Regimental ‘march downs’ spur on sports teams, but also stir debate

The Corps marches down for a Norwich football game, a long tradition.

The Corps marches down for a Norwich football game, a long tradition.

Camouflage uniforms packed the stands. Cheers rattled the rafters of the rink as Norwich University Women’s Hockey team member Kayla Parsons took the ice with her team.

She had never experienced a crowd like this in her nearly four years of playing. Being in the Corps of Cadets, Parsons had participated in “march downs” so many times before, but now, experiencing it for herself as an athlete receiving the Corps’ support, “was one of the coolest things since being here.”

“March downs” are when the Corps of Cadets gets in formation and marches together from the upper parade ground on campus to where an athletic event is taking place.

Until recently, having the Corps of Cadets march down has been a tradition set aside specifically for the Norwich University football team. But march downs have been extending out to support other NU athletic teams as well.

“I’ve participated in a lot of march downs and I think they are really good for sports teams and the school. I personally think every team should have them,” said Kayla Parson Parsons, 21, a senior majoring in nursing from Fairbanks, Alaska. Parsons plays both roles on campus – as a member of the Norwich Women’s Ice Hockey team and a cadet.

Elle Kadel, 21, a senior majoring in history also from Fairbanks, Alaska, said that she feels march downs for all sports teams are important. “I think every team should have a march down at least once in their season. Every single sport should have the opportunity at least one time to have that many people at their game.”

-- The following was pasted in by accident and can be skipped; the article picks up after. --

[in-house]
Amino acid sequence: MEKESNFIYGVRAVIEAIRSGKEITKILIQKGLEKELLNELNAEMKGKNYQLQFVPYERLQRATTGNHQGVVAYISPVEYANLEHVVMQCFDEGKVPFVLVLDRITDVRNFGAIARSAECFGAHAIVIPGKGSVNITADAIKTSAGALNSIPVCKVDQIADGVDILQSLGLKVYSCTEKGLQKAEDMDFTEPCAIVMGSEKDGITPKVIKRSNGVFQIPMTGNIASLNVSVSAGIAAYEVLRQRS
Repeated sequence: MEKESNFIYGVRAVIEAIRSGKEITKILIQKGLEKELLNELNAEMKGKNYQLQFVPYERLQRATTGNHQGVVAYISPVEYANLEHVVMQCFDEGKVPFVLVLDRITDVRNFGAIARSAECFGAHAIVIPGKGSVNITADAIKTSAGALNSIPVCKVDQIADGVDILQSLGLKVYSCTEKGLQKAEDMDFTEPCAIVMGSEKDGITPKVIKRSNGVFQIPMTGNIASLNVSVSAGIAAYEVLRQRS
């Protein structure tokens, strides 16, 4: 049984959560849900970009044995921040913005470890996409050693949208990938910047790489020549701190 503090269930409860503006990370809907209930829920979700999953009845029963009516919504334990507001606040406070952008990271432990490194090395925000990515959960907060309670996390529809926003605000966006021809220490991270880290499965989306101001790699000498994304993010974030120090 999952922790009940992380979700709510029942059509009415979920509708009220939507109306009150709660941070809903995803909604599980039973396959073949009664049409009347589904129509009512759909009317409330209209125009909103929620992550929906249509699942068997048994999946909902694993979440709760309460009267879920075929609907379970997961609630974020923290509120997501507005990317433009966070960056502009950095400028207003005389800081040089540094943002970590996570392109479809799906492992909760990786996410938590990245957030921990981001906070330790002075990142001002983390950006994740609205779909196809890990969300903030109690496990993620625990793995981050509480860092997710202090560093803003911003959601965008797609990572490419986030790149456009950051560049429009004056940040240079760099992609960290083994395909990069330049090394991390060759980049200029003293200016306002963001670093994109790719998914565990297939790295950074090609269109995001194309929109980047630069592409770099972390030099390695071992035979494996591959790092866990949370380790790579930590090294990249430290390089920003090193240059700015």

For many NU teams, experiencing a large crowd cheering them on motivates the team that much more to win and is memorable for all players.

For Norwich football player Luis Delgado, 24, a senior majoring in engineering management from Stone Ridge, N.Y., the feeling of running onto the field his freshman year was unforgettable, “I felt like I had given birth to Hercules. It was such a flush of emotions that you could never describe in words. Whether you are angry, mad, happy, or sad you are charged up in that moment.”

Similar to Delgado, the march down sparked emotion in Parsons as well. “It was probably the most touching experience of my life. It meant a lot, I’m not going to lie I kind of did tear up,” she said.

However, members of other athletic teams feel they deserve a march down as well and its unfair for some teams to get them while others do not.

Lacrosse player Austin Greene, 22, a senior majoring in communications from Hanover, Mass., would like to have a march down for his team, but also finds that prospect unrealistic.

“I know during the season everyone is recognized and it would be hard to organize because we have more games during the week so that probably couldn’t happen then. It would definitely be awesome if we get another home championship game to experience a march down,” Greene said.

NU men’s basketball player Dennis Brooks, a 5-7 guard on the team, agrees. The 22-year-old senior management and accounting major from Bennington, Vt., said that he thinks it’s unfair that his team has never had a march down while others have.